With summer about to disappear in the rearview mirror, our quintet of curious drinkers set out for the putative wrong side of the tracks. As we weaved our tightly packed Jeep through stragglers of meandering homeless guys and a couple of people who looked plain lost and not too happy about it, our high spirits were given a frisson of the excitement of otherness. The craic was rolling good and early.
Pulling off East Lancaster Avenue to the derelict-looking old homes around our first stop, some of our group grew disquieted. Having grown up on some genuinely mean streets in the north of England, I was not in the least bit concerned nor discouraged while I sensed at least three of the other four push back in their seats as I unbuckled my seatbelt, keen to advance toward the soiled-looking red door of Lefty’s Texas Beer Joint (6002 E Lancaster Av, 682-301-3777).
On the saloon side of the door, we discovered a delightfully careworn single chamber with a pool table up front, a wall of guitars to our left, and a long bar patronized by two good ol’ boys shooting the shit, mainly about sports. Our server Jesa flashed a broad, sincere smile, initiated a bit of a chat about us being Lefty’s virgins, and took our drink order. We opted to make use of the billiards setup and nested at the high table to its side. Jesa furnished us with very attentive table service, regularly checking in and restocking bottles of Coors Light and potent mixed drinks. After a couple of rounds, our genial host showed us to the patio and chatted some more, mostly about her professional wrestler daughter who happened to be grappling in London that weekend. The outdoor space was cozy, clean, and quiet. There’s a big-screen TV for occasions such as the Super Bowl –– and some wrestling, perhaps.
Less than a mile east along the ramshackle thoroughfare was the much talked about Ozzie Rabbit Lodge (6463 E Lancaster Av, 817-446-9010). Somehow, I had never visited the much-vaunted dive, likely down to its location on the far side of town from my regular haunts. The place is surprisingly large inside with a visual overload of wall signs, pool tables, a long snaking bar, and a jukebox. My favorite wall sign read in all caps, WE AINT CARRYING NO FUCKIN WHITE CLAW DRINK A BEER PUSSY [sic].” Having had the highly dubious honor of being paid to flog White Claw when it was first released in stores around North Texas, I echo heartily the earthy sentiments of the signage. Rabbit’s was half-filled with a range of locals, a small band of bearded hipsters, and some large-hatted ladies. The bartender was a big, beardy sort who was more efficient than friendly. We decamped to the large multi-level patio, as the smokers in our contingent were becoming buzzed and needed to chain-induce cancer.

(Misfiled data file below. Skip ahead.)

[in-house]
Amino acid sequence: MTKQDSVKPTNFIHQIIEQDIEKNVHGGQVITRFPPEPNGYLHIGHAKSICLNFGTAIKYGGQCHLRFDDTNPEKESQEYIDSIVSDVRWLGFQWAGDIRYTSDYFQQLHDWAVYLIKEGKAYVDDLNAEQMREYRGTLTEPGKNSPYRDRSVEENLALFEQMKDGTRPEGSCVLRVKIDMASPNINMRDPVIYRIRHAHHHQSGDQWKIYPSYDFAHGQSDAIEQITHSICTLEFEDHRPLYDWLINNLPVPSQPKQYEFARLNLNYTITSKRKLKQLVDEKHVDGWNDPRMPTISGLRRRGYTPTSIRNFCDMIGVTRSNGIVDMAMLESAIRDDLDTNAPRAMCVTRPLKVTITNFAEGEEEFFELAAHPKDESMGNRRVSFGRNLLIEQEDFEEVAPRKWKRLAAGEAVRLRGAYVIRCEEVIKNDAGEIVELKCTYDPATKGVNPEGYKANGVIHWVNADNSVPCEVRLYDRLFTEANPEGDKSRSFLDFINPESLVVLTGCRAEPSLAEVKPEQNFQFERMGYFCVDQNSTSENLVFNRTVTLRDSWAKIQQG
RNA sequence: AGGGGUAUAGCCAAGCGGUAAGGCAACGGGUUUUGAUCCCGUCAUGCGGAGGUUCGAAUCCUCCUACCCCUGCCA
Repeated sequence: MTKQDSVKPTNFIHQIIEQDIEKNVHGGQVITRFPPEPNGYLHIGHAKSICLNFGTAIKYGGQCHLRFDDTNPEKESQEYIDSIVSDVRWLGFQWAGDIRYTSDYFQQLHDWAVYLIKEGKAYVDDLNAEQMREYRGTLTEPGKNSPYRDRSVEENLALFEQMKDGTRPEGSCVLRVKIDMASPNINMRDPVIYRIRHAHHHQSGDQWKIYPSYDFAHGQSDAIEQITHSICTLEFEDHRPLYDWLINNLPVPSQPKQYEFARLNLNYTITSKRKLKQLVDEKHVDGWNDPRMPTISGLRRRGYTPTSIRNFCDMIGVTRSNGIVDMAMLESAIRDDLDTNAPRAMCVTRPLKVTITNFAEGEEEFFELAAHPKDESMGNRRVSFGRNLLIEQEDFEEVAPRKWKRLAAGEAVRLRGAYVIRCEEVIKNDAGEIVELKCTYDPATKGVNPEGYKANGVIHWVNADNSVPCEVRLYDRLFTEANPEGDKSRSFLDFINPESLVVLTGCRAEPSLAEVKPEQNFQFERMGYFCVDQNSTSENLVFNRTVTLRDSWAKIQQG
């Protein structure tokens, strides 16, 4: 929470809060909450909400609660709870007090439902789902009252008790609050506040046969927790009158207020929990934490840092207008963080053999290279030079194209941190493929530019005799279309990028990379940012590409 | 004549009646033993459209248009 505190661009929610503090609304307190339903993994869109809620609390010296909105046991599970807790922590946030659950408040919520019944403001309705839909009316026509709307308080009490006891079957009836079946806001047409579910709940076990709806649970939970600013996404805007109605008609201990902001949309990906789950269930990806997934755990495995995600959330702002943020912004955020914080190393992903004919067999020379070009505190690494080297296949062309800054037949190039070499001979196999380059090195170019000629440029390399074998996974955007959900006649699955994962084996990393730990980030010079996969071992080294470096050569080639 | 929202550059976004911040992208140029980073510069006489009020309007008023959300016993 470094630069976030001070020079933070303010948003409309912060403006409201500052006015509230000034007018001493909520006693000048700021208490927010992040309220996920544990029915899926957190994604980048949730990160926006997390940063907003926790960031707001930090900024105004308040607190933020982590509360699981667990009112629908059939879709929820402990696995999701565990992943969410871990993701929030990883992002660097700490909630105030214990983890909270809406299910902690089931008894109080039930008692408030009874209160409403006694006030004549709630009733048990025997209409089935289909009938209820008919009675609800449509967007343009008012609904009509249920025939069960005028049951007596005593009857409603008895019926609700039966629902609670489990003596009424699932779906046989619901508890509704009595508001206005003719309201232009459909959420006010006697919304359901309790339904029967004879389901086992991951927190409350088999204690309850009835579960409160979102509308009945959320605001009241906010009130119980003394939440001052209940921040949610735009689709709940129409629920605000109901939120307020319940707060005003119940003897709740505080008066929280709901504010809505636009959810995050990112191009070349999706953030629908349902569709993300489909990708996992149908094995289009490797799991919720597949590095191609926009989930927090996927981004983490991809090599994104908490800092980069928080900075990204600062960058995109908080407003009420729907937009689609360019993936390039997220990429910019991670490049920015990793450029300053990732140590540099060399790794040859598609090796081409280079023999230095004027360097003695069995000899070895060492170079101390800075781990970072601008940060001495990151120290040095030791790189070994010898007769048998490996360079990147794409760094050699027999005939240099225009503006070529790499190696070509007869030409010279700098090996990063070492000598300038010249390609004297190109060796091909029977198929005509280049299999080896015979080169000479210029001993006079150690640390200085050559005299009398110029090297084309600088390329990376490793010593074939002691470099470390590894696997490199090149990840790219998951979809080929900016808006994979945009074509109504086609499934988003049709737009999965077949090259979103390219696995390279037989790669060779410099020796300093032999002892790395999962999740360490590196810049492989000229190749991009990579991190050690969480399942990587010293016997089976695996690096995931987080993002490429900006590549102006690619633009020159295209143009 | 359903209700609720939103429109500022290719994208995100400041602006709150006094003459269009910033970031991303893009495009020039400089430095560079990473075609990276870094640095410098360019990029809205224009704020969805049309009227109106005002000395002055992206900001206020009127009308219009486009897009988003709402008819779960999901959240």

The outside space was the epitome of chill, and we quaffed a couple more rounds of mixed drinks and craft beers. Among the latter, the standouts were an offering by Arlington’s Division Brewing and a bunch of well-kept domestics, including Shiner. I could see myself being an irregular at this place if only it was a few miles closer to “everything.” This is the kind of bar that the increasingly vanilla West Magnolia Avenue needs.
The last stop of the night was certainly the place that offered the most flavor. Pepper Mill Lounge (6825 E Lancaster Av, 817-446-0310) was a delightful, dimly lit shamble of furniture, folks, and comically terrible karaoke. To one side of our chosen table, two hot dog vendors lazily vied for the attention of the drunken few. One of our fearless five scoffed the penultimate link of mystery ingredients. A biker club 20-some strong showed up, thronging our area and elbowing for position as the last cab off the rank –– all to the various atonal tunes slurred or belted from the stage. This place was East Lancaster Avenue in a glass: Mix one part terrible with one part potentially violent and two parts welcoming, stir without privilege and add a dash of perspective. It’ll knock your socks off. –– G. P. Kennedy
Contact Last Call at LC@fwweekly.com.